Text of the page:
Huge homestand awaits Reds
JUL 03, 2014 6:55p ET
The Reds survived the first two months of their schedule, wading through a myriad of injuries and setbacks. They recovered from losing a game at home in which they held leads of 8-0 and 9-3.
The Reds are again in need of a bounce back as they return from a 10-game road trip that began with a blaze but petered out in San Diego.
The Reds (43-41) open up an 11-game homestand Friday night with the first of a three-game series against NL Central division-leading Milwaukee.
The Cubs are in for five games, including a day-night doubleheader on Tuesday, followed by Pittsburgh for three games. The Reds are a combined 17-8 against those three teams this season and haven't lost a series yet to any of them.
They're going to need to be that good against them in these next 10 days. The Reds will also have to be much better than the 19-18 home record they've put together so far this season if they are going to cut into the seven-game deficit the Brewers currently hold against them prior to the All-Star break. Heading into Thursday's off day, the Reds were in fourth place in the division, 1.5 games behind St. Louis and one game behind Pittsburgh.
"You have to be resilient in the baseball season, we know that," manager Bryan Price told reporters after Wednesday's loss. "The Giants didn't quit after we won four games in San Francisco and we're certainly not going to hang things up because we lost three here, but it hurts."
San Francisco beat St. Louis 5-0 on Tuesday night in its first game since the Reds left the Bay Area.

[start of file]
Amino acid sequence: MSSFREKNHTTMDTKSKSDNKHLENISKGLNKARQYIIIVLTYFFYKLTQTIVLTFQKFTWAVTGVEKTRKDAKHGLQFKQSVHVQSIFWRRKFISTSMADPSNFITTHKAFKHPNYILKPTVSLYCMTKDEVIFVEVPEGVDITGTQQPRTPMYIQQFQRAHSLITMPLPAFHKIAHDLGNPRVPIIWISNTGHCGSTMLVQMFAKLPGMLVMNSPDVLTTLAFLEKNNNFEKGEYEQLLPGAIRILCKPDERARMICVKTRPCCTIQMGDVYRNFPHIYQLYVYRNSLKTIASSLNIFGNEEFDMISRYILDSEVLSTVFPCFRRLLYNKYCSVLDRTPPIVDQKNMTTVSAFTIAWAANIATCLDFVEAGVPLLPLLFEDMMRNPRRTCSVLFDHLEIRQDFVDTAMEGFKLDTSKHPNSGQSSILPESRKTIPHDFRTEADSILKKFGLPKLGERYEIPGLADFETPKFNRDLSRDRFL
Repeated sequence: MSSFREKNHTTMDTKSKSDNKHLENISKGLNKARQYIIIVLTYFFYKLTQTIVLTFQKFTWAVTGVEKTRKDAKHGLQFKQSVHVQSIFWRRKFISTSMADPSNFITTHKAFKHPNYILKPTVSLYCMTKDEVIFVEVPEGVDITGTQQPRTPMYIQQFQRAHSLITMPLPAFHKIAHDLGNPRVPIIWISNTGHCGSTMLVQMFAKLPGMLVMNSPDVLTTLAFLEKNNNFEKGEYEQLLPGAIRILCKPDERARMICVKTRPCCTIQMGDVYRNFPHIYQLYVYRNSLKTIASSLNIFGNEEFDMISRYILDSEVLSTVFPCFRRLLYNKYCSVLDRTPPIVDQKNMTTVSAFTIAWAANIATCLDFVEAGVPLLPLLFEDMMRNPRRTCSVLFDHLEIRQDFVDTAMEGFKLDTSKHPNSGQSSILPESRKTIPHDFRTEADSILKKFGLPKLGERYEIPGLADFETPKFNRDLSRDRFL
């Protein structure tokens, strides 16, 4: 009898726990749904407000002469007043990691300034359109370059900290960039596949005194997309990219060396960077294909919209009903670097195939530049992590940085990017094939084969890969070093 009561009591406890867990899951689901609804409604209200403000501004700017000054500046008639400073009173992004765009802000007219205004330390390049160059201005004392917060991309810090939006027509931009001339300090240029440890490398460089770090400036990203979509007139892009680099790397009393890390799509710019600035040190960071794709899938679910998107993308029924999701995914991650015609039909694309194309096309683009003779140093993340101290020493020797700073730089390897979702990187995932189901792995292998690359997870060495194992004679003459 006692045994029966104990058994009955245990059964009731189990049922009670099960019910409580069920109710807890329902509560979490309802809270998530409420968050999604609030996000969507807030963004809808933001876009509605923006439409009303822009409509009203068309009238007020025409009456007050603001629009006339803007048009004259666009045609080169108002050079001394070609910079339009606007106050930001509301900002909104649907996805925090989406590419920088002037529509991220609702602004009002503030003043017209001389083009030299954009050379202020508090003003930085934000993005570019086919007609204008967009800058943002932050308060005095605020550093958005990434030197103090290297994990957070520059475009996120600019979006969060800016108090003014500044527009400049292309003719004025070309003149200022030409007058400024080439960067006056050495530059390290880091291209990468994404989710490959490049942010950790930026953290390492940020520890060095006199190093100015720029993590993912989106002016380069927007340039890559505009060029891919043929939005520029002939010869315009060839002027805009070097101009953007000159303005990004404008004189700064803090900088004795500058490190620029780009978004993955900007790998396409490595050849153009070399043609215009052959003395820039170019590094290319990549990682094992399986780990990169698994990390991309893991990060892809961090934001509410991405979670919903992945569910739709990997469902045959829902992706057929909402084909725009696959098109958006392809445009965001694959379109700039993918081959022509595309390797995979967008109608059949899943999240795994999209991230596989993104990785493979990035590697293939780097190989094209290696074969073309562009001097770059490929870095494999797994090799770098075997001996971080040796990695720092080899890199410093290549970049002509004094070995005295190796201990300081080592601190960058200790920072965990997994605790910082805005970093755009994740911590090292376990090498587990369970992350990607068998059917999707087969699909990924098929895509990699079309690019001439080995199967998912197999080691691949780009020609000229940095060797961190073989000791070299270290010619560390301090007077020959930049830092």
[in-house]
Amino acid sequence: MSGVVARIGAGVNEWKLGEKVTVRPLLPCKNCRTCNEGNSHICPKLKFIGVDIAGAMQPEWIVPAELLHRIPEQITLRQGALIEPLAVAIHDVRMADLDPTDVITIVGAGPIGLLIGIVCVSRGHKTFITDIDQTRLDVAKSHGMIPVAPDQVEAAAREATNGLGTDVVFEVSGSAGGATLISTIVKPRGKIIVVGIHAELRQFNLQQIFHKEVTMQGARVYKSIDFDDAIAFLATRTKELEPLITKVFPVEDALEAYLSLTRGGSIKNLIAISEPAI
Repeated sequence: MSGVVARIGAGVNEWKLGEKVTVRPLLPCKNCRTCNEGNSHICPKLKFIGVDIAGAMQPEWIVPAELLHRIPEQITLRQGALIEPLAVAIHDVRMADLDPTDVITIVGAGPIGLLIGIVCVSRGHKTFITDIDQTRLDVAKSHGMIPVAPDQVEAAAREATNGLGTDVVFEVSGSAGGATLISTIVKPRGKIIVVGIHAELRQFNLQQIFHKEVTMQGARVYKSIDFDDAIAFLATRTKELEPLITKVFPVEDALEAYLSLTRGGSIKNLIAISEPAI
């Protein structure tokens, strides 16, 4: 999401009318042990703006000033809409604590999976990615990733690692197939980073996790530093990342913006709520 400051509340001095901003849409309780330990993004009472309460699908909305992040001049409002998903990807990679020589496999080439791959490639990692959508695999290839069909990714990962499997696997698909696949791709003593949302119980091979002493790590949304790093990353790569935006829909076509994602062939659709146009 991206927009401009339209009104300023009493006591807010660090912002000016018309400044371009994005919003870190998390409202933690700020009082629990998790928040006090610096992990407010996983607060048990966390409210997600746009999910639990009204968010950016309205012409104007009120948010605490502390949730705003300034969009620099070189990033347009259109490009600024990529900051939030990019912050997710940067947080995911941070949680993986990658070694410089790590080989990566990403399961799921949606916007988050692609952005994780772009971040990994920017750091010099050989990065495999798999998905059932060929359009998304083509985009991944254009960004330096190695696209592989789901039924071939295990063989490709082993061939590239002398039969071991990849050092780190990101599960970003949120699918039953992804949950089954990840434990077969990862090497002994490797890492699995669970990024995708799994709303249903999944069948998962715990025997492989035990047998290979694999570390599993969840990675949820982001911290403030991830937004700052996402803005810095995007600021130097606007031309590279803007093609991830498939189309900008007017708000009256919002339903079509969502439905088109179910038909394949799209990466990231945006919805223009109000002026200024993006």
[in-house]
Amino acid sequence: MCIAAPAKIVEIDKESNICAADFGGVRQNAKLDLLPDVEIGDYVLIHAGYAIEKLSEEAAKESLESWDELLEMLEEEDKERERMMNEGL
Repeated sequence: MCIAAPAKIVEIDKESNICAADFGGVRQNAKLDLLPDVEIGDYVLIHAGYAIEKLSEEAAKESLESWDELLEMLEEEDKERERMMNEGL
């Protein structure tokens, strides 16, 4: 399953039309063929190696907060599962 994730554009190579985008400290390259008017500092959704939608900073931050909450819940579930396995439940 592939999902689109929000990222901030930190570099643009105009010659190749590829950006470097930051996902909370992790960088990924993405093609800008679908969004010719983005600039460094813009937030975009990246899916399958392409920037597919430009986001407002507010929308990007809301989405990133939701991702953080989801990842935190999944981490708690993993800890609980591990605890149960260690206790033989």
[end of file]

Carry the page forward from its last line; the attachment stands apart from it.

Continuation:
The Reds responded to blowing an 8-0 lead at home against Toronto and losing 14-9 on June 20 by winning eight of their next nine games before being swept by the Padres. The offense that had been the catalyst for the win streak went into hibernation in Southern California, scoring just two runs while being shut out twice.
"We set our goals high. Basically, the offense wasn't there. That's not us and we know it," said third baseman Todd Frazier. "You take four from San Francisco and you come back here, hoping to go 8-2, 9-1, and then this happens. You tip your caps to them, they had great pitching. But overall, we know we are a better hitting team."
They have been a better hitting team for the past month. Much of that coincided with the return of Joey Votto to the lineup. Even though Votto continues to struggle because of a bad left knee, his presence in the lineup allows for more balance throughout the order. In the 22 games since Votto came off the DL, the Reds have averaged five runs per game.
The Reds led the National League with a .327 batting average with runners in scoring position, an area that had been of great deficiency in the first two months of the season as well as throughout 2013. Prior to arriving in San Diego, the Reds had scored multiple runs in an inning 25 times over a stretch of 20 games.
None of that mattered against the Padres. Now the trick will be for the Reds to forget about the Padres series and move on. They've done a decent job of that so far this season. They are still in the division race and in the chase to grab one of the two wildcard spots. They have a problem in that among the eight teams in the NL currently playing above .500, they are team No. 8. They've got teams to climb past.
The Reds have past the point of just surviving. If they are going to make a move this season, this homestand is the place they have to start.